A drawing of Melbourne in 1838 depicts Elizabeth Street as a creek, this is incorrect but because of the proximity of the River Yarra, Flinders Street Station buildings are on variable foundations and there was a creek flowing into the Yarra River. The proximity of the foundations to water provided challenges!

Flinders Street is basically a brick building but has attached timber elements. The timber wall cantilevered off the brick section. The timber tended to tip from the building. The original construction fraught with delays and difficulties over a decade, and scandals about incompetence led to a Royal Commission.

The base built of basalt and granite and the timber lining supported by load-bearing brick. It should have been a brick and sandstone exterior but the cost meant that was abandoned for bricked stucco.

A survey in 2015, despite budget constraints, demanded urgent repair work. There was major cracking on the roof and in some walls, people could be killed below if bricks dislodged. An inspection revealed the major culprit – blocked downpipes and a roof that had leaked for 30 years!

If only proper maintenance had been carried out at the time… I heard my Mum’s voice again, ‘a stitch in time saves nine’.

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Modern train carriages consider all commuters – design requirements very different from Fawcett’s imagination

Restoration Complex and Costly

The roof was intricate, a mixture of concrete, copper, corrugated iron – there were leaks everywhere, flashings buckled. Water damaged interiors could have been avoided and the cost of restoration halved if drains had been cleaned!

Internal work still has to be done and the slides Peter showed of the horrendous damage to the Ballroom/gymnasium, which had been used into the 1970s drew a collective gasp of horror from the audience. Timber rotted from neglect, decorative plaster ruined.

However, often it is not easy for any authority to argue for money for renovations if the public or even a small group with loud voices or influence consider it ‘a waste of time’ or ‘money is needed elsewhere’… but as every homeowner knows, you must look after your assets and budget for maintenance!

A scaffolding survey documented the process needed to restore the building and this was at ground level first so the estimate was $23 million. However, this cost blew out to $70 million when they discovered the damage to the roof and upper floors and walls.

The use of pressed metal, which includes ceilings in most office areas (in a huge variety of designs) as well as dados and friezes in some, is the most extensive in Victoria and the red painted, block fronted wall facing the platforms is the largest example of zinc cladding known in Australia.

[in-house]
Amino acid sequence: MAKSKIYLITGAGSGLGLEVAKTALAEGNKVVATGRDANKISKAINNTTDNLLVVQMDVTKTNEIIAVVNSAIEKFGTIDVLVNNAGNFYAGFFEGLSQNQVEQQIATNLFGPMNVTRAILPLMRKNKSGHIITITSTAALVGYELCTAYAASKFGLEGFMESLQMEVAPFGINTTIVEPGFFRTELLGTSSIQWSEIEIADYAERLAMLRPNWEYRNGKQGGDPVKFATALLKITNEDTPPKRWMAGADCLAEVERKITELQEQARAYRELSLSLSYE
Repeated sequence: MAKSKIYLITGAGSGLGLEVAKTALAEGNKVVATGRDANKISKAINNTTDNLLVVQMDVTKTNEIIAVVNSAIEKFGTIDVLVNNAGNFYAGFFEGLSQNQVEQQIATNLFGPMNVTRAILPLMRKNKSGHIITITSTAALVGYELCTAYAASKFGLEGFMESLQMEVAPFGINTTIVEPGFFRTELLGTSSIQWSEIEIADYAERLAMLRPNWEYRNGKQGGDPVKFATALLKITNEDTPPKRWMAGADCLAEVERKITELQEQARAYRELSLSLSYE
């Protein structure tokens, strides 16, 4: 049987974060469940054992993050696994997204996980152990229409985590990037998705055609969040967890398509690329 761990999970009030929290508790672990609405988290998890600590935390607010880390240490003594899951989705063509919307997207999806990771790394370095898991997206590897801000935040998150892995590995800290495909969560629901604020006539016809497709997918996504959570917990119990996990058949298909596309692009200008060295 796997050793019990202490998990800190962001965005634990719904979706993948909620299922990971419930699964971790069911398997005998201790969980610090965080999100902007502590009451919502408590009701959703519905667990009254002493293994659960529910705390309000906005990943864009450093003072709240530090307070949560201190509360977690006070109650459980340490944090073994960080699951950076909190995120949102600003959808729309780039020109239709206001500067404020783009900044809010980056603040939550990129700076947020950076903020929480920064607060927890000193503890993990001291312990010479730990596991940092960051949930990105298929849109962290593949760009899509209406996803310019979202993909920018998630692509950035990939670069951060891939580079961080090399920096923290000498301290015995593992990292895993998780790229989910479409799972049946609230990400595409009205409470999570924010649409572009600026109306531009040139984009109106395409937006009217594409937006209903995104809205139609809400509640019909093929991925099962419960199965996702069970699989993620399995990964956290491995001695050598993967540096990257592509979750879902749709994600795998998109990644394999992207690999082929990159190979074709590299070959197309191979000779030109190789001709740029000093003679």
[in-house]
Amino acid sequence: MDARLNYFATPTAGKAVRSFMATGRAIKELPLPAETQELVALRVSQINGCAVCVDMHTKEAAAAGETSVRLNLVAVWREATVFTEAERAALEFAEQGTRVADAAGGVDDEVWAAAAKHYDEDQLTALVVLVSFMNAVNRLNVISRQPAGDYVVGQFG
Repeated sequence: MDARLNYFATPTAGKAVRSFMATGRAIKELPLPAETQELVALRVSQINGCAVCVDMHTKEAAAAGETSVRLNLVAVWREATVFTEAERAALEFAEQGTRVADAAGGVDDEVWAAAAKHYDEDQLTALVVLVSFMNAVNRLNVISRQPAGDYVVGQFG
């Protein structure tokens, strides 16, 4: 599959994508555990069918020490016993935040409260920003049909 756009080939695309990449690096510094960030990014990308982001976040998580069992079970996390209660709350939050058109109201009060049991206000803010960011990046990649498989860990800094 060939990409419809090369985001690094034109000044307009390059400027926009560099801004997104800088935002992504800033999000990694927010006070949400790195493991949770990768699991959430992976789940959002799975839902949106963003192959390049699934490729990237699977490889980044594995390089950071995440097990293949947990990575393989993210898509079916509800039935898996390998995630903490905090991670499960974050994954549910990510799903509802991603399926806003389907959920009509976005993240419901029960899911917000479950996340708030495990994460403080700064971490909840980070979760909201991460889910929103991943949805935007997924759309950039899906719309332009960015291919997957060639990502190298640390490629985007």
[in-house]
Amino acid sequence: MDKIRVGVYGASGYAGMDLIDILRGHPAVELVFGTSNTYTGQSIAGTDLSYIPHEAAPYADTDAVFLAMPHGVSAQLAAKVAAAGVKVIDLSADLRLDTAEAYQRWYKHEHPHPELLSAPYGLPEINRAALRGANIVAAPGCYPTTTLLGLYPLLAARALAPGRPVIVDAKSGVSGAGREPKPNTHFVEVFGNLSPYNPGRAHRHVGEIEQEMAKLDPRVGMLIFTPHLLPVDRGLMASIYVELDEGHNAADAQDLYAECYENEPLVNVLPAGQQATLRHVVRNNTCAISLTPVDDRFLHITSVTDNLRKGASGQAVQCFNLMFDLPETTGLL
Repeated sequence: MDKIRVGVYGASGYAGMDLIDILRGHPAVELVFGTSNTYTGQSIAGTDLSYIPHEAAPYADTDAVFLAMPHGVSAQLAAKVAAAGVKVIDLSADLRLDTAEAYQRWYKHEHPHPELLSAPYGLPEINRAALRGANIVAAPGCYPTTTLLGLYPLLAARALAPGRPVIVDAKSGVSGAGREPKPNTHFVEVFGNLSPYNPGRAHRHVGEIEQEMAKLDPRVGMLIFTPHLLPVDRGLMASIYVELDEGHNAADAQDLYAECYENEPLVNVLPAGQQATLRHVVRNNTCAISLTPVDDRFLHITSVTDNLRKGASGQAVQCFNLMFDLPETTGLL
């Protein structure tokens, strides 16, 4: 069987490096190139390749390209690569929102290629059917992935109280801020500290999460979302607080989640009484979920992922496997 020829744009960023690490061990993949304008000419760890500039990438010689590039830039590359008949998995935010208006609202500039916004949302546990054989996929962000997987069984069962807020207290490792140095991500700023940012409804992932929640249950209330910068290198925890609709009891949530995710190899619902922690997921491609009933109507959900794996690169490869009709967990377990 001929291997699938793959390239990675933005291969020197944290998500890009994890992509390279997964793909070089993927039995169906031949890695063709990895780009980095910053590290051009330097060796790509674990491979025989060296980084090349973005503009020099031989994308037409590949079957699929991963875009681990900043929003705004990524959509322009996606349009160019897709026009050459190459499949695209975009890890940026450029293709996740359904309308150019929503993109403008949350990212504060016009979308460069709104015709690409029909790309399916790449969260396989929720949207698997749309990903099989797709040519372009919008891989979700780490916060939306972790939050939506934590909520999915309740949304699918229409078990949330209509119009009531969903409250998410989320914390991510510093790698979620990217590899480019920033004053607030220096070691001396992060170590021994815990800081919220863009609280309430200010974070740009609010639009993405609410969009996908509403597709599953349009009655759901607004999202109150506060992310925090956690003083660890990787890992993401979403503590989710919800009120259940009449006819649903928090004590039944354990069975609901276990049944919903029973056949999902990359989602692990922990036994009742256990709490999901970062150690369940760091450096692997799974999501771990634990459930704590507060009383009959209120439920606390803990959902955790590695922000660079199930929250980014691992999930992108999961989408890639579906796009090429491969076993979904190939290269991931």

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refurbished entrance at Flinders Street

After Christchurch, governments accept the earthquake threat is real and any major renovations or new buildings must acknowledge this threat. Initially, at Flinders Street, they planned to anchor the tower with tensile rods but it was not feasible to drill into the brickwork to anchor the building – this was deemed too disruptive and invasive. And not doable because of cavities in the brickwork.

Ingenuity and good tradespeople meant they found a way of reinforcing the roof structure. There were concrete slabs relied upon to hold the building together. The water damage and corrosion needed a new structural slab and waterproofing.

Before removal of the concrete slab, they built a bracing system to earthquake-proof the building. Seismic issues for old buildings are massive. All chimneys had to be braced – it doesn’t look elegant but the area is not accessible to the public and safety trumps elegance!

How to deal and manage risks without disrupting the running of the railways or putting commuters and the general public in danger?

A lot of the work was carried out at night where there was a three-hour opening of no train traffic! There were thousands of people involved in the project yet it was completed while the railways still operated.

The rail corridor a busy place and if a train stopped on the system it costs $50,000 an hour, therefore, they couldn’t afford to stop trains running.

Restoring the Clock Tower

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Taken 2014

The clock tower and the front steps are probably the most photographed parts of Flinders Street Station. Many of the marriages at St Paul’s on the diagonal corner make sure the station is in the background, the time of their wedding visible on the clock!

Restoring the clock tower the most challenging, requiring enormous anchoring and bracing. They used metal braces but kept the clock structure by inserting a concrete base/brace to anchor the tower. An extraordinary feat of engineering and architectural knitting of braces to the building.

The clock face had putty containing asbestos and they couldn’t salvage or reuse the glass. However, they sourced oval glass from Mexico after a worldwide search. The face is all laminated so it will not fall into the street.

Removing all the asbestos was a major challenge.

The zinc used in the pressed metal work was in good condition but it was a major campaign to restore where water had caused deformities. The repairs to the wall will now last for another 100 years.

Repointing the brickwork an exercise in patience and craftsmanship.

The use of red brick contrasted with coloured cement render, the use of banking (especially in the tower), and the grouping of windows vertically under tall arches shows the influence of American Romanesque Revival.